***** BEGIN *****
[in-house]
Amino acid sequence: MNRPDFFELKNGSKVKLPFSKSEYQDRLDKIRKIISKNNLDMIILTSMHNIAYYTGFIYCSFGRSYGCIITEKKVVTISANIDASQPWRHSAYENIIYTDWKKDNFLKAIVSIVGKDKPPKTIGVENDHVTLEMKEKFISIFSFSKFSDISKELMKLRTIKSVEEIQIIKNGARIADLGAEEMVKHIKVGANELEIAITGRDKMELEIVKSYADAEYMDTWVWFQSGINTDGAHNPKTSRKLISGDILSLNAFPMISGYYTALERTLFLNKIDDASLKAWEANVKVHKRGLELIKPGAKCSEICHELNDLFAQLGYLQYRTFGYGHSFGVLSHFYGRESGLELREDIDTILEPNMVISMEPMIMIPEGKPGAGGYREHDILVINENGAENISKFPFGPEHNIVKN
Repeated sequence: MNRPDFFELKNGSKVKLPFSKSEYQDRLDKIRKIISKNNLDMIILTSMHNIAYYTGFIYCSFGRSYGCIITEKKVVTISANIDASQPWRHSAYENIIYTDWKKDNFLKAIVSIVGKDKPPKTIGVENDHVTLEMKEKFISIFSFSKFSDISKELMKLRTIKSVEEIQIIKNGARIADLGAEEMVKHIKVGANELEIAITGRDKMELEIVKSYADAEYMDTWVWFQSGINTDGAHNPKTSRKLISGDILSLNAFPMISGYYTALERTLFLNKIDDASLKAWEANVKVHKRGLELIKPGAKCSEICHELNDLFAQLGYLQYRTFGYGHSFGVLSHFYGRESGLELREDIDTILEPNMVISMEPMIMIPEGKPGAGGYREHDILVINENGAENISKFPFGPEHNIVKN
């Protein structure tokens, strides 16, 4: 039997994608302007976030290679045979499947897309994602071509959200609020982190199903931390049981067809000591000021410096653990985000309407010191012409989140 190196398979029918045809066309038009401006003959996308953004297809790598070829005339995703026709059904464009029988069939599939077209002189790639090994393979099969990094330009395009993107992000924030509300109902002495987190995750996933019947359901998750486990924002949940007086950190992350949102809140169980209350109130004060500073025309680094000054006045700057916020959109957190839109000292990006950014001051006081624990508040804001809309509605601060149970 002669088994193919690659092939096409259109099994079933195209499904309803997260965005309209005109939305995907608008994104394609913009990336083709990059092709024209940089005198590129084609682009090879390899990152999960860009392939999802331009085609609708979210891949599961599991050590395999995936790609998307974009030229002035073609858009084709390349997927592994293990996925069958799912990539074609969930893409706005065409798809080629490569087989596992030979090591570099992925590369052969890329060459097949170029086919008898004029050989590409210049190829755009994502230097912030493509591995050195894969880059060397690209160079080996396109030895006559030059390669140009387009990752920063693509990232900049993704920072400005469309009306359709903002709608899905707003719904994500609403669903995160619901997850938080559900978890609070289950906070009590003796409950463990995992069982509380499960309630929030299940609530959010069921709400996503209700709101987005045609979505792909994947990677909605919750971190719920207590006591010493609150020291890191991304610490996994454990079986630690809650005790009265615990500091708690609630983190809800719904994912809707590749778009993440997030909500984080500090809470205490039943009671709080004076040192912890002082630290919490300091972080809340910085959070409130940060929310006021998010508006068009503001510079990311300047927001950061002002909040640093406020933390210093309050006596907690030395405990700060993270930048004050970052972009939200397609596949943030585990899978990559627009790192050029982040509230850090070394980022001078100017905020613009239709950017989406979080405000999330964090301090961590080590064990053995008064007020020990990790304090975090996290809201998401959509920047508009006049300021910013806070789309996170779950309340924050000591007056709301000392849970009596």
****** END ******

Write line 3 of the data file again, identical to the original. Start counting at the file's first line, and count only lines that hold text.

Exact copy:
Repeated sequence: MNRPDFFELKNGSKVKLPFSKSEYQDRLDKIRKIISKNNLDMIILTSMHNIAYYTGFIYCSFGRSYGCIITEKKVVTISANIDASQPWRHSAYENIIYTDWKKDNFLKAIVSIVGKDKPPKTIGVENDHVTLEMKEKFISIFSFSKFSDISKELMKLRTIKSVEEIQIIKNGARIADLGAEEMVKHIKVGANELEIAITGRDKMELEIVKSYADAEYMDTWVWFQSGINTDGAHNPKTSRKLISGDILSLNAFPMISGYYTALERTLFLNKIDDASLKAWEANVKVHKRGLELIKPGAKCSEICHELNDLFAQLGYLQYRTFGYGHSFGVLSHFYGRESGLELREDIDTILEPNMVISMEPMIMIPEGKPGAGGYREHDILVINENGAENISKFPFGPEHNIVKN